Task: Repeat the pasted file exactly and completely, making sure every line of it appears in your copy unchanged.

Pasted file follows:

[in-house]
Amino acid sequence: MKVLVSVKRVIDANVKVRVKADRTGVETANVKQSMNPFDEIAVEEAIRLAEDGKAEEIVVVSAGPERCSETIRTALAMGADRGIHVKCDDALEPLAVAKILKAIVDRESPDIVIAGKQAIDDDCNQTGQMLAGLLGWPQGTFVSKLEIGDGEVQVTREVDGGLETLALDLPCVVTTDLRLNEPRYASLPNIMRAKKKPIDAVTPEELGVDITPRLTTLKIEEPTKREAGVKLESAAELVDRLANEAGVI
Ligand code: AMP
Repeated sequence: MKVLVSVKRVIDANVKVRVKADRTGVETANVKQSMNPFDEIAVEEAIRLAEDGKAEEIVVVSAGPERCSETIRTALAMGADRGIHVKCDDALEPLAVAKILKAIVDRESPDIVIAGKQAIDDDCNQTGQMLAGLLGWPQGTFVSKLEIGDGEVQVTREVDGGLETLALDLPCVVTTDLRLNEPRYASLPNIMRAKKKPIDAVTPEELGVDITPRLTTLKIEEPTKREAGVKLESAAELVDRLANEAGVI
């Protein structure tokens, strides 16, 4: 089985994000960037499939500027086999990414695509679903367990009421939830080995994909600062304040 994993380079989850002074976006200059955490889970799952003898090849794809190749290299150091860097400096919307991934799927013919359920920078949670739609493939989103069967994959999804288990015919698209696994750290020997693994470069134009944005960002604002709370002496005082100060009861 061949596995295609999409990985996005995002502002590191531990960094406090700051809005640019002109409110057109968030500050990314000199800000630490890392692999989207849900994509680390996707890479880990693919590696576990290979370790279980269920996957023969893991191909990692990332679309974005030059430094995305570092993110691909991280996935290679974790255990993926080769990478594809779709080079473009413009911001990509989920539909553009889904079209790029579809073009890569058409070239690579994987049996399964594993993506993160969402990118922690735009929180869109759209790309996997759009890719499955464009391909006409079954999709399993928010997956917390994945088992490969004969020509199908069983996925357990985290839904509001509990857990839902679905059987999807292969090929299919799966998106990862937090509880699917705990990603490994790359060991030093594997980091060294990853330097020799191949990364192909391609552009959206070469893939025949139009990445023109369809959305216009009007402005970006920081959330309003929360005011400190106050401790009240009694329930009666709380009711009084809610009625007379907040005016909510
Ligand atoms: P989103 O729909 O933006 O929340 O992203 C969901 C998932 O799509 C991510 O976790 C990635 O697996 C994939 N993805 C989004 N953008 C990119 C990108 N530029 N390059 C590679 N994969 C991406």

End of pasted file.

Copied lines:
[in-house]
Amino acid sequence: MKVLVSVKRVIDANVKVRVKADRTGVETANVKQSMNPFDEIAVEEAIRLAEDGKAEEIVVVSAGPERCSETIRTALAMGADRGIHVKCDDALEPLAVAKILKAIVDRESPDIVIAGKQAIDDDCNQTGQMLAGLLGWPQGTFVSKLEIGDGEVQVTREVDGGLETLALDLPCVVTTDLRLNEPRYASLPNIMRAKKKPIDAVTPEELGVDITPRLTTLKIEEPTKREAGVKLESAAELVDRLANEAGVI
Ligand code: AMP
Repeated sequence: MKVLVSVKRVIDANVKVRVKADRTGVETANVKQSMNPFDEIAVEEAIRLAEDGKAEEIVVVSAGPERCSETIRTALAMGADRGIHVKCDDALEPLAVAKILKAIVDRESPDIVIAGKQAIDDDCNQTGQMLAGLLGWPQGTFVSKLEIGDGEVQVTREVDGGLETLALDLPCVVTTDLRLNEPRYASLPNIMRAKKKPIDAVTPEELGVDITPRLTTLKIEEPTKREAGVKLESAAELVDRLANEAGVI
């Protein structure tokens, strides 16, 4: 089985994000960037499939500027086999990414695509679903367990009421939830080995994909600062304040 994993380079989850002074976006200059955490889970799952003898090849794809190749290299150091860097400096919307991934799927013919359920920078949670739609493939989103069967994959999804288990015919698209696994750290020997693994470069134009944005960002604002709370002496005082100060009861 061949596995295609999409990985996005995002502002590191531990960094406090700051809005640019002109409110057109968030500050990314000199800000630490890392692999989207849900994509680390996707890479880990693919590696576990290979370790279980269920996957023969893991191909990692990332679309974005030059430094995305570092993110691909991280996935290679974790255990993926080769990478594809779709080079473009413009911001990509989920539909553009889904079209790029579809073009890569058409070239690579994987049996399964594993993506993160969402990118922690735009929180869109759209790309996997759009890719499955464009391909006409079954999709399993928010997956917390994945088992490969004969020509199908069983996925357990985290839904509001509990857990839902679905059987999807292969090929299919799966998106990862937090509880699917705990990603490994790359060991030093594997980091060294990853330097020799191949990364192909391609552009959206070469893939025949139009990445023109369809959305216009009007402005970006920081959330309003929360005011400190106050401790009240009694329930009666709380009711009084809610009625007379907040005016909510
Ligand atoms: P989103 O729909 O933006 O929340 O992203 C969901 C998932 O799509 C991510 O976790 C990635 O697996 C994939 N993805 C989004 N953008 C990119 C990108 N530029 N390059 C590679 N994969 C991406």